Lawmakers sharply criticized the Veterans Affairs Department on Tuesday about why a national scare over botched colonoscopies earlier this year didn't prompt stronger safeguards at the agency's medical centers.
Agency officials apologized for the continued weaknesses and told a House subcommittee they would do better. VA Secretary Eric Shinseki said he would be disciplining staffers.
The strong reaction came as the agency's inspector general reported that fewer than half of VA facilities selected for surprise inspections last month had proper training and guidelines in place. That was months after the VA launched a nationwide safety campaign over the discovery of errors at facilities in Miami, Augusta, Ga., and Murfreesboro, Tenn., that could have exposed veterans to HIV and other infections.
John Daigh, VA's assistant inspector general who led the review, said the findings "troubled me greatly."
"We think there are systemic issues," Daigh said.
Providing new details on the mistakes found at Miami's center, for example, the report said workers there didn't know for almost five years that they should have been sterilizing an irrigation part on an endoscope used for routine colonoscopies. They also weren't cleaning a water tube between each procedure as recommended by the manufacturer and were mistakenly attaching the water system to the scope during the colonoscopy instead of before, possibly allowing contamination of sterile components.
The errors — all discovered after the hospital reported in January that it was using its equipment properly — illustrate the potential reach of the problem, not just at VA but in the private sector. Hospitals across the country are using different equipment, training and guidelines. Even as equipment changes, many staffers have continued using the same cleaning practices, James Bagian, VA's chief patient safety officer, said after the hearing.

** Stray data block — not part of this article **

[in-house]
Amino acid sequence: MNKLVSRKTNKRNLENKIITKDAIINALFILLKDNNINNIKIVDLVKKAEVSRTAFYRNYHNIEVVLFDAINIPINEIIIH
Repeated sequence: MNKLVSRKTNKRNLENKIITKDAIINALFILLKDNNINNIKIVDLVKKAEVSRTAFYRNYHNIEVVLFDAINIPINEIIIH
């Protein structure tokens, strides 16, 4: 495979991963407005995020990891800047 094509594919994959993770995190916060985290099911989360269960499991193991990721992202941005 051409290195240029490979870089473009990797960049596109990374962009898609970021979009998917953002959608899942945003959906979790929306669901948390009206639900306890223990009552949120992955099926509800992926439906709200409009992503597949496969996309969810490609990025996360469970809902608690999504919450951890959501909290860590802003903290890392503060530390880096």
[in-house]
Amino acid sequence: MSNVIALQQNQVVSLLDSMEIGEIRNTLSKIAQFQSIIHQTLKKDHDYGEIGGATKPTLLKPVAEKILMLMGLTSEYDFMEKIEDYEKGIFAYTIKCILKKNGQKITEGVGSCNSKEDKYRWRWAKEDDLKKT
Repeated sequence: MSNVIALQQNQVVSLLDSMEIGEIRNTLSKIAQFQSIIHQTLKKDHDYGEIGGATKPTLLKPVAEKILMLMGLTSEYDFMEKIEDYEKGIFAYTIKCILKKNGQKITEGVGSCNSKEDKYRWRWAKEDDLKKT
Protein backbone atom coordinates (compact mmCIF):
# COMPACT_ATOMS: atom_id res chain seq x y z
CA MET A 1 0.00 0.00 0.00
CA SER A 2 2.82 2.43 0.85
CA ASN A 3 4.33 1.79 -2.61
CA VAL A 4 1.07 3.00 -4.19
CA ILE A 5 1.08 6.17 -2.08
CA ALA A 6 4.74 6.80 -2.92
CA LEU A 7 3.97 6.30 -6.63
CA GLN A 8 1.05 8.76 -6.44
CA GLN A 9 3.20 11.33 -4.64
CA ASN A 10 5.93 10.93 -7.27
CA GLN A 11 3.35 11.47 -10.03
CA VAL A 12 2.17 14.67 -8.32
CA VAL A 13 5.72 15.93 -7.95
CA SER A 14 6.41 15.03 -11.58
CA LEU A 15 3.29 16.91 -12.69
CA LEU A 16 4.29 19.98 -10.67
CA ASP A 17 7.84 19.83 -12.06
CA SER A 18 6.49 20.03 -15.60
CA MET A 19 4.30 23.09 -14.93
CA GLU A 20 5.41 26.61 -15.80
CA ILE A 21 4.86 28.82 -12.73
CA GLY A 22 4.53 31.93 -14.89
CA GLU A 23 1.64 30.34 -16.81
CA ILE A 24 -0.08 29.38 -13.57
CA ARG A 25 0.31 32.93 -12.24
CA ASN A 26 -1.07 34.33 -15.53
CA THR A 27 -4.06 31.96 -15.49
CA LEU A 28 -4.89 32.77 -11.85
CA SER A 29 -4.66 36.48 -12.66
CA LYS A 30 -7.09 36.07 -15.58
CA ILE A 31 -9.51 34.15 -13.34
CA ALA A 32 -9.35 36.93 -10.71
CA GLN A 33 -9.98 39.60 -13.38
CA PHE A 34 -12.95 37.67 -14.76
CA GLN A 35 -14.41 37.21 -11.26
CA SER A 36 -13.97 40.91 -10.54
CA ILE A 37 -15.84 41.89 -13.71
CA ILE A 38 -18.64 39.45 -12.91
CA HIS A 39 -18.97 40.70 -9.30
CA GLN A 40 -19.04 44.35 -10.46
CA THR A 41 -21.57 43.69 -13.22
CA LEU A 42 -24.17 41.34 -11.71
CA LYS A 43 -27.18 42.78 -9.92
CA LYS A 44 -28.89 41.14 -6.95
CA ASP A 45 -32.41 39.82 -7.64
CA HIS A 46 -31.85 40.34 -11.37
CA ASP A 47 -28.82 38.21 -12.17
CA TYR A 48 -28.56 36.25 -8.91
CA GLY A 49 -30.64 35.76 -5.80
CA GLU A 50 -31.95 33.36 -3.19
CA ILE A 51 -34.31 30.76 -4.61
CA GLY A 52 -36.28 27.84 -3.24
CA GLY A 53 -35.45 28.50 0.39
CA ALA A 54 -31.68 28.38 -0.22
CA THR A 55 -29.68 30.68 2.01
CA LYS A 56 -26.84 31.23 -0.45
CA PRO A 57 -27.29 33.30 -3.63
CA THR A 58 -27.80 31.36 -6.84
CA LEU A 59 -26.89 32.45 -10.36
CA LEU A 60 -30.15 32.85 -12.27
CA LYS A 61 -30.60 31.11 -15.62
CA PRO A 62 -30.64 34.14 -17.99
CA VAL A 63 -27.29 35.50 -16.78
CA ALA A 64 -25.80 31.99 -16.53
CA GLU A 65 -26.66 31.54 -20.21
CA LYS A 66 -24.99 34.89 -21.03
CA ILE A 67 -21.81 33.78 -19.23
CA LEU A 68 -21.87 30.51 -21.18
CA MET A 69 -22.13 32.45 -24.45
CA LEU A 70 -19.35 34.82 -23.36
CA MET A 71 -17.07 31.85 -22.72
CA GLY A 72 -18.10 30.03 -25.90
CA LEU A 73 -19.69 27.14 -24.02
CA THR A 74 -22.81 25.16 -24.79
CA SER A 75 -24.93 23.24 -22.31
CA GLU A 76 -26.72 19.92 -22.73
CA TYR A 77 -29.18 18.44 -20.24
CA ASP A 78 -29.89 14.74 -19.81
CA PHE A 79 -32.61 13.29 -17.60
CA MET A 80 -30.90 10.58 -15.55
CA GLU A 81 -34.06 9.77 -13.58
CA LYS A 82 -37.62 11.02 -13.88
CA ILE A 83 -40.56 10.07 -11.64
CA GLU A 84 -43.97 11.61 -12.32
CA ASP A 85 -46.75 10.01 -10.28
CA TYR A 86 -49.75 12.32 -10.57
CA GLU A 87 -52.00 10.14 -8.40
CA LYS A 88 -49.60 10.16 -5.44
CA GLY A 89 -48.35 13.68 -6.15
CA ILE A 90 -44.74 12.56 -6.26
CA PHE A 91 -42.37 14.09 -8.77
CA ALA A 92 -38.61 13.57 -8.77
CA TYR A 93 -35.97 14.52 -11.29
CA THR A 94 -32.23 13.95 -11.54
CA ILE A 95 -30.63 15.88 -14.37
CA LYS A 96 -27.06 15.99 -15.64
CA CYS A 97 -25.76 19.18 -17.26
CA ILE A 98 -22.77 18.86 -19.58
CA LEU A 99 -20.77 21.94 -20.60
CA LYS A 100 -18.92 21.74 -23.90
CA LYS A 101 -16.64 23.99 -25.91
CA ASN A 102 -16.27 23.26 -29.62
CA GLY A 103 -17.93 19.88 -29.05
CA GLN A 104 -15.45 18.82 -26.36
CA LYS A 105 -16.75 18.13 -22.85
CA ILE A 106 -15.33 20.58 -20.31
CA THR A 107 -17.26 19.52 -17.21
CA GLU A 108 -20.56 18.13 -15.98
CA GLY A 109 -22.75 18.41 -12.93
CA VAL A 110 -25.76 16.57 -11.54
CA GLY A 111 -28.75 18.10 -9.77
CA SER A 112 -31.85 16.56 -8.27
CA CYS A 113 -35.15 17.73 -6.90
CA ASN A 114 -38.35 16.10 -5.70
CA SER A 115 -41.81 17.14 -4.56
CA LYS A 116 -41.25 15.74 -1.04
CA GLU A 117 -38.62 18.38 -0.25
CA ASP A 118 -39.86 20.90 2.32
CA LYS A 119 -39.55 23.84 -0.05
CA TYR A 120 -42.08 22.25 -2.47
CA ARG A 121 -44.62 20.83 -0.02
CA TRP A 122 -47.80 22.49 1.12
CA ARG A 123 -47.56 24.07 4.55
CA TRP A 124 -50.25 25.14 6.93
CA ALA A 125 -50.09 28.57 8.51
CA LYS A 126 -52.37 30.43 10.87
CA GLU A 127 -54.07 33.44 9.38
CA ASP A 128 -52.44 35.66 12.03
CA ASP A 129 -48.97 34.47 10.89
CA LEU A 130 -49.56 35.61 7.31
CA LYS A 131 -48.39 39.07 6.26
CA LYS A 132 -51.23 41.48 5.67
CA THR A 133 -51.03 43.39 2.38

"You don't know you're wrong until you know you're wrong," Bagian said when asked if the agency is confident that mistakes were limited to the three states that have reported problems.
In February, the VA began warning about 10,000 former patients in Georgia, Tennessee and Florida — some who had procedures as far back as 2003 — that they may have been exposed to infections. Although the VA says the chance of infection was remote, the patients were advised to get blood tests for HIV and hepatitis.
The agency says six veterans subsequently tested positive for HIV, 34 tested positive for hepatitis C and 13 tested positive for hepatitis B. But there is no way to prove whether the infections came from VA procedures, and some experts say most or all of the infections probably already existed.
The VA has said — through self-reporting from individual facilities — that it believes errors were limited to the centers in the three states. But the inspector general report suggests otherwise.
In surprise inspections at 42 randomly selected medical centers on May 13 and 14, investigators found that only 43 percent had standard operating procedures in place for the specific equipment in use and could show they properly trained their staffs for using the devices.
Lawmakers expressed disbelief that administrators hadn't immediately tightened procedures after the safety alert earlier this year.
"You certainly would think that after the initial discoveries and the directive from the VA that medical directors would make sure that all of their equipment and procedures were brought into line," said House Veterans Affairs Committee Chairman Bob Filner, D-Calif., who nonetheless praised the VA for being transparent. "There will be a public accounting of this situation."
VA officials struggled to explain the findings and said they would overhaul procedures so that medical centers follow more uniform practices.
After the hearing, Shinseki issued a statement calling it "unacceptable that any of our veterans may have been exposed to harm as a result of an endoscopic procedure."
Along with disciplining staff, he said he would require center directors to verify in writing that they are complying with guidelines.
Several top VA officials with experience at private hospitals said similar discoveries in the private sector would not have been publicized without specific knowledge that a patient was harmed.
Daigh said his investigators tried unsuccessfully to get information about potential problems at private hospitals, and several lawmakers said they think the problem probably extends beyond the VA.
"If this is happening in VA, what is happening ... in our greater health system?" asked Rep. Steve Buyer of Indiana, the top Republican on the committee.